It is next argued that failure to warn defendant of his privilege against self-incrimination should preclude use of his contradictory statements to convict him of perjury. This issue has been analyzed and discussed at length in several Federal cases. The conclusion reached in these cases was summarized in United States v. DiGiovanni (7th cir.), 397 F.2d 409, cert. denied 393 U.S. 924, as follows: "It is well established that the Government's failure to give Miranda-type warnings to a grand jury witness, even one as to whom the proceedings have become accusatory, does not bar a perjury prosecution for false testimony before the grand jury. See Cargill v. United States, 10 Cir. 381 F.2d 849 (1967), cert. denied, 389 U.S. 1041, 88 S.Ct. 781, 19 L.Ed.2d 831 (1968); United States v. Di Michele, 3 Cir., 375 F.2d 959, cert. denied 389 U.S. 838, 88 S.Ct. 54, 19 L.Ed.2d 100 (1967); United States v. Rosen, 2 Cir., 353 F.2d 523 (1965), cert. denied, 383 U.S. 908, 86 S.Ct. 889, 15 L.Ed.2d 663 (1966); United States v. Winter, 2 Cir., 348 F.2d 204, cert. denied, 382 U.S. 955, 86 S.Ct. 429, 15 L.Ed.2d 360 (1965); United States v. Parker, 7 Cir., 244 F.2d 943, cert. denied, 355 U.S. 836, 78 S.Ct. 61, 2 L.Ed.2d 48 (1957)." 397 F.2d at 412.

Defendant attempts to distinguish the foregoing cases by first pointing out that the "federal statute [section 1621 of 18 U.S.C.] is similar to paragraph (a) of the Illinois statute. [Section 32-2(a).] There is nothing in the federal statute classifying contradictory statements as perjury." He then states: "In the instant case, the defendant did not commit perjury * * * `federal style' or as defined in paragraph (a) of the Illinois act. He was charged under section (b) of the Illinois act. Therefore the federal cases are not analogous."

It is apparent that defendant again confuses the effect of paragraph (b) of section 32-2. We have already shown that proof of contradictory statements made under the circumstances mentioned in that paragraph is proof of all the elements of perjury as defined in paragraph (a). Paragraph (b) does not create a new or different offense from that defined in paragraph (a), it merely provides another method of proving perjury as defined in paragraph (a). We see no reason, and defendant suggests none, why the method of proving perjury should change the rule that failure to warn a witness of his privilege against self-incrimination will not bar a perjury prosecution.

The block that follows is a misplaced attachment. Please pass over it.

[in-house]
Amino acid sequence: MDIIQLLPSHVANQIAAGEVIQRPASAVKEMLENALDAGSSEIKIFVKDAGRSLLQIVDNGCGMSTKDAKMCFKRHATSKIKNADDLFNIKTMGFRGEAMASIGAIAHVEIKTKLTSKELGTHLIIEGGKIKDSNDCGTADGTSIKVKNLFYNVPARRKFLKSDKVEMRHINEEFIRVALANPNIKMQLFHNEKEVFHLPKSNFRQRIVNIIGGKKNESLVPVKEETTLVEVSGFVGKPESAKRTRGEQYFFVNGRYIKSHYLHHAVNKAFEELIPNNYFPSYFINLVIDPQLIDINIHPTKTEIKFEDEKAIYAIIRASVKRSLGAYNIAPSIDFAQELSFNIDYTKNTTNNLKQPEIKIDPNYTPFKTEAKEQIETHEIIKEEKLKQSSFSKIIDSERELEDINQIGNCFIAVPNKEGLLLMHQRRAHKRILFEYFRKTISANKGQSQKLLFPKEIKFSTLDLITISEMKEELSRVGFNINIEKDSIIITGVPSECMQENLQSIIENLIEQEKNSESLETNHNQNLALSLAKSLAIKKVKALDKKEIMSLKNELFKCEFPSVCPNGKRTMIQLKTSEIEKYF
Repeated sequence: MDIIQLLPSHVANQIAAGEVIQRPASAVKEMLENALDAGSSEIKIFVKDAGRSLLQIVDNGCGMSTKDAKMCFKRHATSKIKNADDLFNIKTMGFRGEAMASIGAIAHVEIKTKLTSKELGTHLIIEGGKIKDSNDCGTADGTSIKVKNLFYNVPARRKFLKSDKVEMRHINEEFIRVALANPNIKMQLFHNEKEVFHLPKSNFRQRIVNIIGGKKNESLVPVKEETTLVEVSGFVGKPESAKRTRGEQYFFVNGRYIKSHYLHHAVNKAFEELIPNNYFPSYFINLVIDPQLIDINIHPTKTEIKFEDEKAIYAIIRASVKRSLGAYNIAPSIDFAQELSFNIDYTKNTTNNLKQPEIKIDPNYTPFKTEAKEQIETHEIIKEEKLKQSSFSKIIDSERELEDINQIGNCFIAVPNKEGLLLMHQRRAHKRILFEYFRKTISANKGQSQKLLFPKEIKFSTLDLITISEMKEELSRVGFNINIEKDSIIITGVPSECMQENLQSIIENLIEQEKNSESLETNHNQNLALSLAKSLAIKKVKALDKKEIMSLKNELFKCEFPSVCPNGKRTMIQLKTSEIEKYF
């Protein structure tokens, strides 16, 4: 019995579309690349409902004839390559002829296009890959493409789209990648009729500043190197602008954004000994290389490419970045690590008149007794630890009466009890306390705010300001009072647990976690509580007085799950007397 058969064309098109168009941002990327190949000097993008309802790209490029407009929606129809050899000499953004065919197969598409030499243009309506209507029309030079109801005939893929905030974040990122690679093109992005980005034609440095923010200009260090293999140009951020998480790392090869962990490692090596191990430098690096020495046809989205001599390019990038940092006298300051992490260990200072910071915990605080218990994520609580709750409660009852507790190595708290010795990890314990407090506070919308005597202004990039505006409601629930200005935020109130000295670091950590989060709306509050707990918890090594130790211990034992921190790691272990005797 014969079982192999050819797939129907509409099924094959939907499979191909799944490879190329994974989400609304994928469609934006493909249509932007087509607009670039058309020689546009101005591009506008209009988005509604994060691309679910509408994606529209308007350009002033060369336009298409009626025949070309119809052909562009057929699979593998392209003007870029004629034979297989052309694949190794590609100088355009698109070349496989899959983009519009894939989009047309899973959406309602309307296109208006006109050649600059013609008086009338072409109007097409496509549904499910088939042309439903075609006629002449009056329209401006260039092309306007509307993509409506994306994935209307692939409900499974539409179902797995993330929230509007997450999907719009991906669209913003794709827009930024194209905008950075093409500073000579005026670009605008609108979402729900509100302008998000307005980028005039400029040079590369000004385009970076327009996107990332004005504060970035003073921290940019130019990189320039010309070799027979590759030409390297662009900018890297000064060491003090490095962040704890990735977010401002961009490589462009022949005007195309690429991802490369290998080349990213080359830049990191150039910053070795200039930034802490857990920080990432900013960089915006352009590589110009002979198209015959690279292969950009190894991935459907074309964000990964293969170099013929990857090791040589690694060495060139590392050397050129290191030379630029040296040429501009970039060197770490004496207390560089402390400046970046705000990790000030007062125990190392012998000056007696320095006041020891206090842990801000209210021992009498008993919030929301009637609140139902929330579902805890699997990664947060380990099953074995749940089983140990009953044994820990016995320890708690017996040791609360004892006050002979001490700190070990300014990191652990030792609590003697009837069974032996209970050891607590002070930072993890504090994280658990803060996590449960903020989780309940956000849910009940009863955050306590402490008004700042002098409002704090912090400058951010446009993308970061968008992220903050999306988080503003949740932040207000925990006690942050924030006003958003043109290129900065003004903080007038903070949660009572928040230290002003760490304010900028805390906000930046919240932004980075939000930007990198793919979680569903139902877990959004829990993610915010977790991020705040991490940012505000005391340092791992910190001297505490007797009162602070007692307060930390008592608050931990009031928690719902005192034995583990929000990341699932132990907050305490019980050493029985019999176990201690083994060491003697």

Defendant twice raises the question of res judicata, which requires a brief description of the indictment returned against him and prior proceedings under it. The indictment contained 6 counts. Count 1 charged conspiracy to obstruct justice; count 2, conspiracy to commit perjury; count 3, obstructing justice; count 4, the making of contradictory statements before the February 1963 grand jury and in the Fisher trial; count 5, the making of contradictory statements before the May 1963 grand jury and in the Fisher trial; and count 6, perjury at the Fisher trial. Prior to the first trial, the People nolle prossed count 6. A jury then found defendant not guilty on counts 1 and 2, but it failed to agree as to counts 3, 4 and 5. Prior to the second trial, the People nolle prossed count 3, and counts 4 and 5 were consolidated for trial. It was, of course, under counts 4 and 5 that defendant was found guilty.

Defendant points out that counts 4 and 5 charge perjury under paragraph (b) of section 32-2, while count 6 charges perjury under paragraph (a) of the section. He then argues that the nolle prosse of count 6 is res judicata, or amounts to a dismissal, of the charge under counts 4 and 5. This court has held that although one of two counts charging the same offense has been nolle prossed, the defendant may nevertheless ...